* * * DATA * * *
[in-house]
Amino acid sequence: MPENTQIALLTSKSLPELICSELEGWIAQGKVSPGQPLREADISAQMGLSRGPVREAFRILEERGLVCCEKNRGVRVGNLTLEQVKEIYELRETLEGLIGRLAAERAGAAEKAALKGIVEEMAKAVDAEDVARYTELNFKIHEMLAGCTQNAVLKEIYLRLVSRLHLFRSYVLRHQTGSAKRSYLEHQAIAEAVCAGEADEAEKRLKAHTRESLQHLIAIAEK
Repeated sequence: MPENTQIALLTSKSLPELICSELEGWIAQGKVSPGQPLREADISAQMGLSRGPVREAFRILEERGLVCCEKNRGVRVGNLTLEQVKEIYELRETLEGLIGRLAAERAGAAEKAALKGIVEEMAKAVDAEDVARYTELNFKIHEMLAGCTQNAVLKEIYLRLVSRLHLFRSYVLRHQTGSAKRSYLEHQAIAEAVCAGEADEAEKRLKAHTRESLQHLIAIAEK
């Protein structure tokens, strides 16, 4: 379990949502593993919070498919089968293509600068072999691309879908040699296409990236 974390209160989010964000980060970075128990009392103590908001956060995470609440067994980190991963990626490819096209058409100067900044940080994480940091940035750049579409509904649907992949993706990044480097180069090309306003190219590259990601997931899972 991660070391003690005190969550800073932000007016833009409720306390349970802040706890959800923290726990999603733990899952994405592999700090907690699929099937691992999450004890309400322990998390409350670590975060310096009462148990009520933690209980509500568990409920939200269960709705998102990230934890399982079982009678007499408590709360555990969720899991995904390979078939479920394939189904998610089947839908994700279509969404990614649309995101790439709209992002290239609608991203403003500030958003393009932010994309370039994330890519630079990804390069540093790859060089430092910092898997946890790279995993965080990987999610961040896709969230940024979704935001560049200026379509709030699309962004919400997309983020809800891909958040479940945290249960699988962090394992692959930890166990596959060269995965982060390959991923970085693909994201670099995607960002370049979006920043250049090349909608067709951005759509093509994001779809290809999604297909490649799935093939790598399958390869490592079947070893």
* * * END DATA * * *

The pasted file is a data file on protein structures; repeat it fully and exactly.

[in-house]
Amino acid sequence: MPENTQIALLTSKSLPELICSELEGWIAQGKVSPGQPLREADISAQMGLSRGPVREAFRILEERGLVCCEKNRGVRVGNLTLEQVKEIYELRETLEGLIGRLAAERAGAAEKAALKGIVEEMAKAVDAEDVARYTELNFKIHEMLAGCTQNAVLKEIYLRLVSRLHLFRSYVLRHQTGSAKRSYLEHQAIAEAVCAGEADEAEKRLKAHTRESLQHLIAIAEK
Repeated sequence: MPENTQIALLTSKSLPELICSELEGWIAQGKVSPGQPLREADISAQMGLSRGPVREAFRILEERGLVCCEKNRGVRVGNLTLEQVKEIYELRETLEGLIGRLAAERAGAAEKAALKGIVEEMAKAVDAEDVARYTELNFKIHEMLAGCTQNAVLKEIYLRLVSRLHLFRSYVLRHQTGSAKRSYLEHQAIAEAVCAGEADEAEKRLKAHTRESLQHLIAIAEK
């Protein structure tokens, strides 16, 4: 379990949502593993919070498919089968293509600068072999691309879908040699296409990236 974390209160989010964000980060970075128990009392103590908001956060995470609440067994980190991963990626490819096209058409100067900044940080994480940091940035750049579409509904649907992949993706990044480097180069090309306003190219590259990601997931899972 991660070391003690005190969550800073932000007016833009409720306390349970802040706890959800923290726990999603733990899952994405592999700090907690699929099937691992999450004890309400322990998390409350670590975060310096009462148990009520933690209980509500568990409920939200269960709705998102990230934890399982079982009678007499408590709360555990969720899991995904390979078939479920394939189904998610089947839908994700279509969404990614649309995101790439709209992002290239609608991203403003500030958003393009932010994309370039994330890519630079990804390069540093790859060089430092910092898997946890790279995993965080990987999610961040896709969230940024979704935001560049200026379509709030699309962004919400997309983020809800891909958040479940945290249960699988962090394992692959930890166990596959060269995965982060390959991923970085693909994201670099995607960002370049979006920043250049090349909608067709951005759509093509994001779809290809999604297909490649799935093939790598399958390869490592079947070893």